Crawford County Emergency Management Director Lesa Mizell spoke to a full room at the commission meeting on June 9, held in the sheriff’s office conference room. Attendees included representatives from area political subdivisions that will be eligible to apply for a portion of the $2.8 million in CARES Act funding received by the county.
Mizell was appointed by the county commission to serve as chair of the required committee to oversee the allocation of the funding. Other appointees to that committee include local Certified Public Accountant Darrell Layman, attorney Bill Lange, and Commissioner Jared Boast.
Mizell gave an overview of the program. She told those gathered that every county in the United States had been given the opportunity to apply for this federal funding and that 62 percent of counties had done so.
“Everybody who is a political subdivision gets to be part of this,” she said, but added the warning, “This won’t be an easy process.”
The funding must be expended by December 30. At that point, any remaining money must be returned to the state, then to the federal government.
Funds can’t be used to supplement revenue, and any expenses must be COVID-19 related. Mizell gave some examples of what could potentially be funded. She noted local school districts could apply for funds to help with expenses related to continuing educational opportunities after the closure of schools, and fire and emergency medical service departments could apply for funds to pay for additional special equipment they wouldn’t already have purchased.
“Every penny that’s going to a political subdivision has to be COVID-19 related,” she emphasized. “If it is not used properly, it will have to be returned.”
Political subdivisions who wish to receive a portion of the funding will be required to complete an application, and Mizell noted, “It will be lengthy.” She told those present the applications would be emailed out the following week.
The local CARES Act committee members will review each application to determine who will receive funds. That determination must follow federal guidance that has been issued, but Mizell noted those instructions had been brief. “Please be patient with us,” she asked.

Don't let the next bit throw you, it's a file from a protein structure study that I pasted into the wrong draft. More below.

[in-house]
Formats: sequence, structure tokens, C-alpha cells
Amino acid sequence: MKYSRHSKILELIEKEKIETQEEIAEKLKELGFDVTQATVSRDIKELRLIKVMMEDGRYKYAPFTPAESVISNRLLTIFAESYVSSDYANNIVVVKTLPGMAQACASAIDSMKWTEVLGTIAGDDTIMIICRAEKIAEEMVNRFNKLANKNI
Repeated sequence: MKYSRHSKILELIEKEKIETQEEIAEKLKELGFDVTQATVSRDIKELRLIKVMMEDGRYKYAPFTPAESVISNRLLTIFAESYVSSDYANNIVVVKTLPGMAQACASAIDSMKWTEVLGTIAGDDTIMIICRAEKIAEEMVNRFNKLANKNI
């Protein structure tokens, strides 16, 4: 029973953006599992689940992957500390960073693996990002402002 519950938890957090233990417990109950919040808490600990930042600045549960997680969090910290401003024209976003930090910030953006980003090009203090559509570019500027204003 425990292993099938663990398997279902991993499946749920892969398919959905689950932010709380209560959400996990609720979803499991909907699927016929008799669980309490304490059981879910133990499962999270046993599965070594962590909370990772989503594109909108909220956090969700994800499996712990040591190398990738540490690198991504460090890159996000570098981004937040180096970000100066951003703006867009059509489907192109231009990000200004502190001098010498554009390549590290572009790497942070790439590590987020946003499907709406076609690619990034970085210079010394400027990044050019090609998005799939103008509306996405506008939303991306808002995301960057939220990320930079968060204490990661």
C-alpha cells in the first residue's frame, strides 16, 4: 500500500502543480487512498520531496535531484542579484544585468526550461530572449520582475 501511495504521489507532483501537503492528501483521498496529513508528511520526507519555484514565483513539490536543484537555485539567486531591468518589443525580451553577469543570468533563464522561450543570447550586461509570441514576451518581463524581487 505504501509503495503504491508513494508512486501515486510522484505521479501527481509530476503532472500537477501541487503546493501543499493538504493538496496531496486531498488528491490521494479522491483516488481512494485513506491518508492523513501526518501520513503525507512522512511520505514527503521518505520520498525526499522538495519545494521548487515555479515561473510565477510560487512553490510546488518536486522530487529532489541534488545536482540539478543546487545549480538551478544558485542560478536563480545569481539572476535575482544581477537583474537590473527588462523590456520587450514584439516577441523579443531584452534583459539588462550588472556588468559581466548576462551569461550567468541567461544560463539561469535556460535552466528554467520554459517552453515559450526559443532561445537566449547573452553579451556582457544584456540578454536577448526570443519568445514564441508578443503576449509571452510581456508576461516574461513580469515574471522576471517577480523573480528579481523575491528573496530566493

She encouraged all of the entities who had expended funds for COVID-19 related needs to apply for a portion of the CARES Act funding. She noted the county wants to try to help the local political subdivisions recoup those costs.
Mizell also explained why Crawford County had decided not to utilize an outside entity to assist with the application process. She noted the Meramec Regional Planning Commission (MRPC) had offered to help, but would charge a fee of a percentage of the funding to do so. “Our county and Pulaski County chose not to,” she said. “Why? Because we thought we could use those funds in Crawford County.”
Following her presentation, the floor was opened to questions from those present.
County Clerk John Martin asked if a portion of the funding could be utilized to pay for the federal audit that would be required of the county as a result of receiving the CARES Act funds. That cost is $25,000. Mizell reported that question had been asked, and the answer was yes, that would be considered a COVID-19 related expense.
Cuba Schools Superintendent Jon Earnhart asked if funds could be utilized for future purchases, for example, those needed to prepare for the upcoming school year. Mizell again replied in the affirmative, as long as they were COVID-19 related.
Steve Kimker, board member for Crawford County 911 Emergency Services, asked when funds would be disbursed to the entities. Mizell noted that was uncertain, but would probably occur “a couple of weeks after applications come in.” She noted the local committee did not plan to wait until the end of the year to disburse funds. “Our goal is to begin with the first round of applications, look at them, and start issuing checks,” she said.
Honor Evans, Crawford County Health Department director, asked about items what were already a budgeted line item, but would be increased as a result of COVID-19. Mizell replied that was a possibility, but would need to be investigated further.
“We understand there are high priorities,” she said, noting that included the hospital located in the county, schools, and other first-line personnel. “We’re going to try to help everybody as quickly as possible.” But she also noted the committee would be careful to try to follow the issued guidance to avoid having to go back to entities and ask for the money back.
She also noted the committee would ask follow-up questions of the entities on their applications, if needed, and not just throw them out.
Presiding Commissioner Leo Sanders stressed the importance of documentation of the expenses, and spoke to the office holders present. “Don’t go out and spend a bunch of stuff and then find out COVID-19 isn’t going to cover it,” he said.
Mizell also noted COVID-19 funds could only be received by an entity once, so it is important to include everything on the initial application.
She concluded, “I promise we’ll do everything we can to get you funding as soon as possible. We have the best interest of the county at heart.”